Most android stories would have you debate on the apparent “human-ness” of robots. From Ridley Scott’s Blade Runner to Bethesda Studios’ Fallout 4, we’ve been asking if androids deserve the full treatment of human rights.
In Quantic Dream’s upcoming Detroit: Become Human, you can witness the debate first-hand. The game centers on three androids in the technologically blossoming city of Detroit.
As seen in the game’s widely released demo, Connor is police-owned android detective tasked with hunting down other androids who have deviated from their programming. In one of the game’s sequences, you can control Connor as he handles a hostage situation between a small child and an android who killed the former’s father.
Secondly, Kara is a fairly new android living as a maid and surrogate mother to an American family. In contrast to Connor, Kara’s sequences are more serene—doing housework and taking care of a child.
Finally, Markus is a servant robot tasked with assisting an infirm artist in day-to-day life. As his master interests in Markus’ development beyond the confines of artificial intelligence, sequences tackle heavier philosophical questions of self-identity in the android world.
Each perspective is its own short story revolving around a main plot. As you may have noticed, each individual has his or her own special flavor. Besides their primary story, they differ in lighting, scoring, and even cinematography. Each sequence is designed to fit a specific character.
With their differences in style, you’ll find yourself immersed in each of their characters. The desire to adopt different game choices and roleplays with each of them is present.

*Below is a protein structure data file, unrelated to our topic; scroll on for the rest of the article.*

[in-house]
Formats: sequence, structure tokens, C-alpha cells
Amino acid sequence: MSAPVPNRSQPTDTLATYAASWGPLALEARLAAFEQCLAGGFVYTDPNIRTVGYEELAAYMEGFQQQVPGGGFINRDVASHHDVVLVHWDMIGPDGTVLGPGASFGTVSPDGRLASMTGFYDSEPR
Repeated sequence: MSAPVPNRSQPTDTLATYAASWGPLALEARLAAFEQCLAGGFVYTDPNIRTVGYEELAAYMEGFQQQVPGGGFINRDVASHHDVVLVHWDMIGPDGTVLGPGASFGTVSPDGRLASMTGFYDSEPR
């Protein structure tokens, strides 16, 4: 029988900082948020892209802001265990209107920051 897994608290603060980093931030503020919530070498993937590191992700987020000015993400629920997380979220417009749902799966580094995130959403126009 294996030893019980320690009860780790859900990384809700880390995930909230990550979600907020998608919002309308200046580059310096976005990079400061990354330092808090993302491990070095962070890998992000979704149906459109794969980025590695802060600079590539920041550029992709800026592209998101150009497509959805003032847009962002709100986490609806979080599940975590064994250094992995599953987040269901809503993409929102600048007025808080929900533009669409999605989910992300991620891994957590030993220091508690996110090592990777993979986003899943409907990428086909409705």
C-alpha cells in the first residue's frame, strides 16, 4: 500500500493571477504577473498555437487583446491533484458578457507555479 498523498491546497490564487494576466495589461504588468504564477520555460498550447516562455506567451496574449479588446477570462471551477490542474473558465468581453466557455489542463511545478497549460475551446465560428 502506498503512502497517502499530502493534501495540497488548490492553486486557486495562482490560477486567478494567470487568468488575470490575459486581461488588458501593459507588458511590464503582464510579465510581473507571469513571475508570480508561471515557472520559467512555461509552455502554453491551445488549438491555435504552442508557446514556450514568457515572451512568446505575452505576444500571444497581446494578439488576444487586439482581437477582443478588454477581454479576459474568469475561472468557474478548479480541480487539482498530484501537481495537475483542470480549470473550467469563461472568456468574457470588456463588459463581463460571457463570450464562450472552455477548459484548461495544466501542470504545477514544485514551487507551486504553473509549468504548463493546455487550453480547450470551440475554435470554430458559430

Speaking of choices, in typical Quantic Dream fashion, gameplay revolves around specific character choices and actions that you can take to further the story. Depending on the choices you take, a sequence can end in many different ways. From just failing to read something to choosing a character’s fate, every choice in Detroit: Become Human has a consequence in the game’s lore.
And yes, characters can die depending on your actions. Regardless of how you play or who dies, the story will continue towards an ending of your own making.
While the main story takes around 25 hours to beat, Quantic Dream states that it will take almost double that time to see every possible ending that the game can offer. Choices can be revisited in a flowchart menu so you can alter the ending you get.
From a gameplay perspective, Detroit: Become Human is an immersive marvel. Rather than telling a story between androids and humans, the game has you play from the perspective of the ostracized. The game has you, a human, enter the heart of an android and tell it what it should feel.
More than narratively becoming human, androids are turned human from a gameplay perspective. They become human through you. Alternatively, you become android through them.
Detroit: Become Human launches on May 25th. Like its predecessors Heavy Rain and Beyond: Two Souls, the game will be an exclusive on PlayStation, specifically the PS4.